Unlocking the Power of
Vitamin B3 (Niacinamide) for Your Health

Vitamin B3 Deficiency

Vitamin B3, also known as niacinamide, is an essential nutrient that not only supports energy metabolism and nervous system function but also offers numerous health benefits, particularly in terms of skin health, cholesterol management, and overall cellular processes. Let’s dive into the benefits of this versatile vitamin and how it contributes to maintaining a healthy body.

Understanding Vitamin B3 (Niacinamide)

Vitamin B3 is one of the eight B vitamins, and it comes in two forms: niacin (nicotinic acid) and niacinamide (nicotinamide). While both forms are used to maintain general good health, niacinamide is particularly noted for its role in supporting skin health and preventing the non-flushing side effects associated with niacin.

Recommended Intake

The Recommended Dietary Allowance (RDA) for Vitamin B3 varies based on age, gender, and other health factors. Adults generally need between 14 to 16 mg of niacin equivalent per day. 

Health Benefits of Vitamin B3

Skin Health: Niacinamide is widely recognized for its role in skin health. It helps build proteins in the skin and locks in moisture to prevent environmental damage. Studies have shown that niacinamide can help reduce redness and hyperpigmentation, minimize the appearance of pores, and treat acne【1】【2】.

Cholesterol Management: One of the primary uses of niacin, a form of Vitamin B3, is to manage cholesterol levels. It can significantly reduce levels of ‘bad’ LDL cholesterol and triglycerides while increasing ‘good’ HDL cholesterol. 【3】.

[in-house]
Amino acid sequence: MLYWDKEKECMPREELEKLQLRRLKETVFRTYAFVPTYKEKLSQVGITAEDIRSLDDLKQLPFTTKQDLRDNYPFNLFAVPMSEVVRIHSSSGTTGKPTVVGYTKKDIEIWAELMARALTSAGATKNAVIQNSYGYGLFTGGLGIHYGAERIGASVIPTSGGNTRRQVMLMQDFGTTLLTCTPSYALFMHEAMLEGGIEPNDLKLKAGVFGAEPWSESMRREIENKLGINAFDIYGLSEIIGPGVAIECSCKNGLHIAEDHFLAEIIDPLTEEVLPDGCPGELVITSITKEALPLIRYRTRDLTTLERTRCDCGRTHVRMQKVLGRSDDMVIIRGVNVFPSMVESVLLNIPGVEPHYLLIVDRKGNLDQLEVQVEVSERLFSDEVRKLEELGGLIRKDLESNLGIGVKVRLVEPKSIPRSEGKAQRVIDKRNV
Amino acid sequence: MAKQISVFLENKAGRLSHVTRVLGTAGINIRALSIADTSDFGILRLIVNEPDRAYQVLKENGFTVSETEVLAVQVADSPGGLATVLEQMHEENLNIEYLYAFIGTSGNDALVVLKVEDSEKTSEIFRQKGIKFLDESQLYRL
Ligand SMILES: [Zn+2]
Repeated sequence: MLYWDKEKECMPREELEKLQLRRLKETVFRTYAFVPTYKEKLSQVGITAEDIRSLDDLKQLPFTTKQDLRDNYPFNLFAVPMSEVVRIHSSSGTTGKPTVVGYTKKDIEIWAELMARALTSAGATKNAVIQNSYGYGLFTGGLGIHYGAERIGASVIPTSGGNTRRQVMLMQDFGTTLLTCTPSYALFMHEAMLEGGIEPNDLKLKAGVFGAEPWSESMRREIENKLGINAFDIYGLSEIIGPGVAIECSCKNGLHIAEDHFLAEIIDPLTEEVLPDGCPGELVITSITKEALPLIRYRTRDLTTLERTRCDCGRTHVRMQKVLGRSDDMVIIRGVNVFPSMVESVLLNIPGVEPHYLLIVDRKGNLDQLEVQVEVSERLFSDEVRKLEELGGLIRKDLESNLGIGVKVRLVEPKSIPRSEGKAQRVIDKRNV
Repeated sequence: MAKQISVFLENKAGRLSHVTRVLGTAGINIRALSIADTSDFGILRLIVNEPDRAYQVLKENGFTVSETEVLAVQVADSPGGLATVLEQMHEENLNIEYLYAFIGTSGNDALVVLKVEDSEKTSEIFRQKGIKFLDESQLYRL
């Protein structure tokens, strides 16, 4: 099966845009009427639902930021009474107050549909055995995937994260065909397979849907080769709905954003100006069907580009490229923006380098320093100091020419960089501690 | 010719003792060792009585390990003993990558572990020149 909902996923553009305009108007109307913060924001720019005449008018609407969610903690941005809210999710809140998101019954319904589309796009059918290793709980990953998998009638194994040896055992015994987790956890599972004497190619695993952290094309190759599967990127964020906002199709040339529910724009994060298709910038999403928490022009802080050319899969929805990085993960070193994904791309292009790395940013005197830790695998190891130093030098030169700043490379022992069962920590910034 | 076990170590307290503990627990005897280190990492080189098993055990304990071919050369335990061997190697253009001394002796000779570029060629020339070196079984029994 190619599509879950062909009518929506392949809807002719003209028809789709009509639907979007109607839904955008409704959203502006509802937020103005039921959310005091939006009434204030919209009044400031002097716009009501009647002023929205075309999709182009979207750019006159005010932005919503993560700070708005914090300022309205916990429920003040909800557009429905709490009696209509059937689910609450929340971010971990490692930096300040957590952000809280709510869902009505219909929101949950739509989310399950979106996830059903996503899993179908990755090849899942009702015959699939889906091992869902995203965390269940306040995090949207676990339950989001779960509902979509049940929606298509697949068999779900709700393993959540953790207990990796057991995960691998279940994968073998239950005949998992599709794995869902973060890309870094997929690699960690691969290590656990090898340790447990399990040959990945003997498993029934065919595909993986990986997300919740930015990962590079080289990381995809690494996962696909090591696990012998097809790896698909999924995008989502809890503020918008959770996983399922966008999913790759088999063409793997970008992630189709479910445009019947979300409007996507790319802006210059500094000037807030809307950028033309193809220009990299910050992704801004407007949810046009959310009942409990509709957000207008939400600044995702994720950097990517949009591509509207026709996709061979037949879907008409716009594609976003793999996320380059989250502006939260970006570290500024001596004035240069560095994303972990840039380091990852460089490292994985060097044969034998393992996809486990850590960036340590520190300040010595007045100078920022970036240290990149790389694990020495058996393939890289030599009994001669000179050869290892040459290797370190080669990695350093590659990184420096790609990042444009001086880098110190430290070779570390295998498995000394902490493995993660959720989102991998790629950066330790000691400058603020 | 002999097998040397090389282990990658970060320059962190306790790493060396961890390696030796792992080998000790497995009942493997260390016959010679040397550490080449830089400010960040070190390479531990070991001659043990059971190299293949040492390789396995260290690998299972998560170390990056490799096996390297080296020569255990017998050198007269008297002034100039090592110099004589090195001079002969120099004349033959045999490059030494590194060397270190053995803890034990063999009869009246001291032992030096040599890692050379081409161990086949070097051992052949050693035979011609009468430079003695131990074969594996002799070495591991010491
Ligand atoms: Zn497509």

Cellular Health: Niacinamide plays a crucial role in cellular metabolism, converting food into energy. It’s also involved in cell signaling and DNA repair, essential processes for maintaining cellular integrity and function【4】.

Cognitive Health: Recent studies suggest that Vitamin B3 might have neuroprotective properties, potentially aiding in the prevention of Alzheimer’s disease and other cognitive declines by protecting brain cells from damage【5】.

Food Sources

Rich dietary sources of Vitamin B3 include chicken breast, tuna, turkey, salmon, and liver. Plant-based sources such as lentils, seeds, and green leafy vegetables also provide niacinamide, though in smaller amounts.

Signs of Deficiency and Toxicity

Deficiency in Vitamin B3 can lead to pellagra, characterized by dermatitis, diarrhea, and dementia. While niacin deficiency is rare in developed countries, it still occurs and can be severe if not addressed. 

Key Takeaways

Vitamin B3 is crucial for skin health, cholesterol management, and maintaining cellular health.

Consuming a balanced diet rich in Vitamin B3 foods is generally sufficient for meeting your nutritional needs; however, supplements may be necessary for specific medical conditions under professional guidance.

Understanding the dual roles of niacin and niacinamide within Vitamin B3 can help tailor your intake to meet specific health goals, whether it’s improving skin health, managing cholesterol, or boosting cellular metabolism.

Emphasizing balance and moderation is key to harnessing the full potential of Vitamin B3 for your health and well-being.

TIKVA HEART and Vitamin B3

TIKVA HEART, which targets cardiovascular risk factors, incorporates Vitamin B3 in its formulation to leverage its benefits for cholesterol management and overall heart health.

To learn more about TIKVA HEART and all its benefits


[1] Journal of Cosmetic Dermatology: “Niacinamide: A B vitamin that improves aging facial skin appearance.”
[2] Dermatologic Surgery: “Topical Niacinamide for skin rejuvenation.”
[3] American Journal of Cardiology: “Effect of Niacin on Lipid and Lipoprotein Levels.”
[4] Journal of Nutrition: “Niacinamide: Nutrition, Metabolism, and Health Effects.”
[5] Neurology: “Niacinamide and Neurodegenerative Disorders.”

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